What is a Title?

What is a title?

Not just a brag, not just a stepping stone to a higher title, not just an adjunct to competitive scores, a title is a tribute to the dog that bears it a way to honor the dog, an ultimate memorial. It will remain in the record and in the memory for about as long as anything in the world can remain. And though the dog herself doesn’t know or care that her achievements have been noted, a title says many things in the world of humans where such things count.

A title says your dog was intelligent, adaptable, and good natured. It says your dog loved you enough to do the things that pleased you, however crazy they may have seemed. In addition, a title says that you loved your dog, that you loved to spend time with her because she was a good dog, and that you believed in her enough to give her yet another chance when she
failed, and in the end your faith was justified.

A title proves that your dog inspired you to that special relationship, enjoyed by so few, that in a world of disposable creatures. This dog with a title was greatly loved and loved greatly in return. And when that dear, short life is over, the title remains as a memorial of the finest kind,the best you can give to a deserving friend. Volumes of praise in one small set of initials after the name. An obedience, agility or herding title is nothing less than true love and respect, given and recorded permanently.

Author Unknown

Siberian Cats

I was over at the Pet Connection blog and learned something new. Apparently there is a breed of cat called the Siberian Cat that can be hypoallergenic. NOTE the operative word is CAN BE hypoallergenic. In other words, for some people with cat allergies this cat breed might work for them.

Some words from Pet Connection Blog

Now, before you run off to some Internet kitty-mill site to order a Siberian from someone jumping on to the bandwagon, stop. Not all Siberians have the potential to be lower in allergy triggers and not all low-allergy Siberians will work for all allergy sufferers. You need to be careful to work with a reputable breeder who’s testing the cats for both allergy levels and the health problems (heart, in this breed) that can pop up. And you need to make sure you, personally, are not sneezing and wheezing around the breeder’s cats.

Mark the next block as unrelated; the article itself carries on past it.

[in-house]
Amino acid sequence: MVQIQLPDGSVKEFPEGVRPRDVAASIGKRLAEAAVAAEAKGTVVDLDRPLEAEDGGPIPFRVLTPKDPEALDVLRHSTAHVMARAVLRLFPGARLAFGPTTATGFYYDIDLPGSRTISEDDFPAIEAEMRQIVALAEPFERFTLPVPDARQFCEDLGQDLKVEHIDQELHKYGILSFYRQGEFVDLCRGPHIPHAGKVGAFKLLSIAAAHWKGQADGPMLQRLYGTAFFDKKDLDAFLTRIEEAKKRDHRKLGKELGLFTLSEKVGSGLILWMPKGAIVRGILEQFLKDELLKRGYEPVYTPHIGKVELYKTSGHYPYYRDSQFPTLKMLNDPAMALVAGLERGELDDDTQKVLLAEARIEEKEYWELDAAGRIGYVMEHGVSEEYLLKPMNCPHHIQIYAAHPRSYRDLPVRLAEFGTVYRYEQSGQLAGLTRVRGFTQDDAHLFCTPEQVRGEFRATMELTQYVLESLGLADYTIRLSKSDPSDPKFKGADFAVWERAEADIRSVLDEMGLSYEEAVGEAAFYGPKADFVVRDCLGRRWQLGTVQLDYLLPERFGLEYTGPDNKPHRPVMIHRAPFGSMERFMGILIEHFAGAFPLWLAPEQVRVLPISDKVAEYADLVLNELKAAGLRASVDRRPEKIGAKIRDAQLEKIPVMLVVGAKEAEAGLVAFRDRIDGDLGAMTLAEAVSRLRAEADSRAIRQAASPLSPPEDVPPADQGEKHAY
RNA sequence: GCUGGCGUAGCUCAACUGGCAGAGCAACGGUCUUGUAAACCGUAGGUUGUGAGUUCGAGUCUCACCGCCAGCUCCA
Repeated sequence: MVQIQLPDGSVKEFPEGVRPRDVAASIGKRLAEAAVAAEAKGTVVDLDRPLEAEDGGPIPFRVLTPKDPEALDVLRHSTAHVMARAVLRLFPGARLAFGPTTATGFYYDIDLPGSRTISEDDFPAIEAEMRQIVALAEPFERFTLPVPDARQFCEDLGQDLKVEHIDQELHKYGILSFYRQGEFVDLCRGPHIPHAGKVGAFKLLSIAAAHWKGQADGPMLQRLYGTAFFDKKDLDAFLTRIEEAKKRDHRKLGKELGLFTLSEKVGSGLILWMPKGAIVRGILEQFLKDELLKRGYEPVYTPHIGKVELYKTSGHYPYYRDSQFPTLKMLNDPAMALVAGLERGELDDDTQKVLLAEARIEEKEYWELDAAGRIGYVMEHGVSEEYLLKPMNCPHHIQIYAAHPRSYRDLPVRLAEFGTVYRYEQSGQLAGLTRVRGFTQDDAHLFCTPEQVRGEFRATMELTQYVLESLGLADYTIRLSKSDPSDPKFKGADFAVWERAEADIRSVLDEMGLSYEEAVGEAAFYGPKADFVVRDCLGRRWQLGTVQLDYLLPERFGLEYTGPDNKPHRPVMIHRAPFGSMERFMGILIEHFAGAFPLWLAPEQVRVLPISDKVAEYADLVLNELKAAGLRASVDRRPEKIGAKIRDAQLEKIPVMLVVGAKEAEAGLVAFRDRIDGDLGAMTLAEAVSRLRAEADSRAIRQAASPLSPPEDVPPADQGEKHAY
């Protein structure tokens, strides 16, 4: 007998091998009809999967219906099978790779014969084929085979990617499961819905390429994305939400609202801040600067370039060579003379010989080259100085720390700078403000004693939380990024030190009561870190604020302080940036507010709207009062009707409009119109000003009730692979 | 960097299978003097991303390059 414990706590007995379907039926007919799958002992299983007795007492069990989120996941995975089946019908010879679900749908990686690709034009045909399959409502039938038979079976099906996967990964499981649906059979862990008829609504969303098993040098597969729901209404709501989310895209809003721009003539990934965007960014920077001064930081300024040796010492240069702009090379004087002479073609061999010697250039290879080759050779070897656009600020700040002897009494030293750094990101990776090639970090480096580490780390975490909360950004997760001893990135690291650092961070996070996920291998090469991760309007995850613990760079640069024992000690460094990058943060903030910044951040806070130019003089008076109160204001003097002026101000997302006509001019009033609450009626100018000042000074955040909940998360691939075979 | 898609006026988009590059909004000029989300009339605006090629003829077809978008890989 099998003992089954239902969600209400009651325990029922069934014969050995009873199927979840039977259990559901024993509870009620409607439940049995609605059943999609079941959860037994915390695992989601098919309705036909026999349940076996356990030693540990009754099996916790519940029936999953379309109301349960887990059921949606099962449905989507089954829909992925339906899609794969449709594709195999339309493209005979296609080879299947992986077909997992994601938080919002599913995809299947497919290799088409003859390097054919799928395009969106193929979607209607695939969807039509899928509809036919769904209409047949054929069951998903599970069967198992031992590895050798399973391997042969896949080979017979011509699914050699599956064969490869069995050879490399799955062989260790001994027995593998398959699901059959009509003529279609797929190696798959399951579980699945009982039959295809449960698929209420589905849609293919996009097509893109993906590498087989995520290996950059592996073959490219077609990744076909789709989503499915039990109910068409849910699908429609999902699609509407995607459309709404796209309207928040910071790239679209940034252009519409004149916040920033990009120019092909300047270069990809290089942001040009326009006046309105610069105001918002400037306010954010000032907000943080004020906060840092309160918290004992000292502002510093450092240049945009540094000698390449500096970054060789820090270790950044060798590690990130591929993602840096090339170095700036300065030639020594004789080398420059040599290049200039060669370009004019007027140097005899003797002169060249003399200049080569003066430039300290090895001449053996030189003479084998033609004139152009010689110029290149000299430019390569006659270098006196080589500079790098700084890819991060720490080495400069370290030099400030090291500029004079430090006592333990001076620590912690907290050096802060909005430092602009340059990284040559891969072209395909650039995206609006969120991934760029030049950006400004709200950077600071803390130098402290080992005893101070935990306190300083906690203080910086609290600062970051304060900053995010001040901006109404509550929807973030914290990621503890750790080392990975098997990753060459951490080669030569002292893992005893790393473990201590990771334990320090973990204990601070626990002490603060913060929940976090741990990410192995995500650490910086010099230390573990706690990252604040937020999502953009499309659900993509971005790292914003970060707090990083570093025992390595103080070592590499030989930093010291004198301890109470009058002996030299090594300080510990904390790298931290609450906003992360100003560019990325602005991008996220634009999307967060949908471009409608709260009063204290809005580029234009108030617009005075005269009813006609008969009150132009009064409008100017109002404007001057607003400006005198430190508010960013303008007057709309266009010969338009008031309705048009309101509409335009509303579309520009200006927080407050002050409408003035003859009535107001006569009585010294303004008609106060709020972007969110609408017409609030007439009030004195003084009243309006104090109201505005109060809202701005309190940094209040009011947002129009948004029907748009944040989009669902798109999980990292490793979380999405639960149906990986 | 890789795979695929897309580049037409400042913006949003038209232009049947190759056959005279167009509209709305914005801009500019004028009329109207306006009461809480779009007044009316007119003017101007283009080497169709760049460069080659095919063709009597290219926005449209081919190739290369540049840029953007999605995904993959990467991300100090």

So it was neat to learn something new. πŸ™‚

For more on these cats:

Joke – Soap and Water

Soap and Water

We were asked to dinner by a new friend. When we sat down at the table, we noticed that the dishes were dirty.

“Were these dishes washed?”, I asked the hostess as I rubbed my fingers over the surface.

She replied, “They’re as clean as soap and water could get them”.

I felt a bit apprehensive, but started eating anyway. Dinner was delicious, despite the dirty dishes. When dinner was over, the hostess took the dishes outside and yelled, “Here Soap! Here Water!”

Basics – Teach a dog to come

Teaching a dog to come, or teaching a good recall, is a tool that EVERY dog and owner should have in their tool box.

Why?

  • It could save the dogs life
  • It saves you steps of having to go get the dog all the time
  • It makes teaching games like fetch a whole lot easier

Variety of ways to train this behaviour. I’ll start with the easiest first.

  1. Get puppy home. Get his attention, then crouch down in an inviting way, say Puppy, come. then reward puppy for doing so, while touching his collar. πŸ™‚ Do this anywhere and everywhere.
  2. Catch your dog coming toward you. Fido, come! Reward.